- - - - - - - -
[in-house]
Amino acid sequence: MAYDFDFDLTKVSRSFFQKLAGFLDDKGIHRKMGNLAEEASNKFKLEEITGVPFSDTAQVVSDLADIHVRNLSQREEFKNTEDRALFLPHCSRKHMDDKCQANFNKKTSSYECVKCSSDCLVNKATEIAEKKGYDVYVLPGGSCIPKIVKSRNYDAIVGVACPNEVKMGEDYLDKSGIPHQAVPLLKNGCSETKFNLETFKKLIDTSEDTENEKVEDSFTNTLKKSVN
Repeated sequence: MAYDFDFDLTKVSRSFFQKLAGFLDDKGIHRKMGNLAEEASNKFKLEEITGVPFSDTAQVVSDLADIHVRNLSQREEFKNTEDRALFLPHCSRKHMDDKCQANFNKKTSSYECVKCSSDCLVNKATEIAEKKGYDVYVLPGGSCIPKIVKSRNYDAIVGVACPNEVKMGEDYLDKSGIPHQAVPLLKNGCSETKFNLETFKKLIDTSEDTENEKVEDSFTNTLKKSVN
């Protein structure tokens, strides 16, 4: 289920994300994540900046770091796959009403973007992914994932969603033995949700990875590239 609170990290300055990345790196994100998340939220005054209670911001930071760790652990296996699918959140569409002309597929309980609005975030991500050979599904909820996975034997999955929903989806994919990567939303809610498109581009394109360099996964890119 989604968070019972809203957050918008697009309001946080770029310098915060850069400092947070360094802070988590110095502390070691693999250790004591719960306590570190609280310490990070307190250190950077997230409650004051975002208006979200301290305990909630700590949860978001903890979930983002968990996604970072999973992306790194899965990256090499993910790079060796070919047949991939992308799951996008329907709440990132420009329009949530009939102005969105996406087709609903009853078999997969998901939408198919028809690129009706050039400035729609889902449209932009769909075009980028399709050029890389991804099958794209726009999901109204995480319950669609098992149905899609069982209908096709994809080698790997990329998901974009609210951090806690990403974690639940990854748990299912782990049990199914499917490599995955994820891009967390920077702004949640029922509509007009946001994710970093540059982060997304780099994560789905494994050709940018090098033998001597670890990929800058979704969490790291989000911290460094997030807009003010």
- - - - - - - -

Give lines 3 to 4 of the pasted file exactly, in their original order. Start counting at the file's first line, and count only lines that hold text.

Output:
Repeated sequence: MAYDFDFDLTKVSRSFFQKLAGFLDDKGIHRKMGNLAEEASNKFKLEEITGVPFSDTAQVVSDLADIHVRNLSQREEFKNTEDRALFLPHCSRKHMDDKCQANFNKKTSSYECVKCSSDCLVNKATEIAEKKGYDVYVLPGGSCIPKIVKSRNYDAIVGVACPNEVKMGEDYLDKSGIPHQAVPLLKNGCSETKFNLETFKKLIDTSEDTENEKVEDSFTNTLKKSVN
């Protein structure tokens, strides 16, 4: 289920994300994540900046770091796959009403973007992914994932969603033995949700990875590239 609170990290300055990345790196994100998340939220005054209670911001930071760790652990296996699918959140569409002309597929309980609005975030991500050979599904909820996975034997999955929903989806994919990567939303809610498109581009394109360099996964890119 989604968070019972809203957050918008697009309001946080770029310098915060850069400092947070360094802070988590110095502390070691693999250790004591719960306590570190609280310490990070307190250190950077997230409650004051975002208006979200301290305990909630700590949860978001903890979930983002968990996604970072999973992306790194899965990256090499993910790079060796070919047949991939992308799951996008329907709440990132420009329009949530009939102005969105996406087709609903009853078999997969998901939408198919028809690129009706050039400035729609889902449209932009769909075009980028399709050029890389991804099958794209726009999901109204995480319950669609098992149905899609069982209908096709994809080698790997990329998901974009609210951090806690990403974690639940990854748990299912782990049990199914499917490599995955994820891009967390920077702004949640029922509509007009946001994710970093540059982060997304780099994560789905494994050709940018090098033998001597670890990929800058979704969490790291989000911290460094997030807009003010």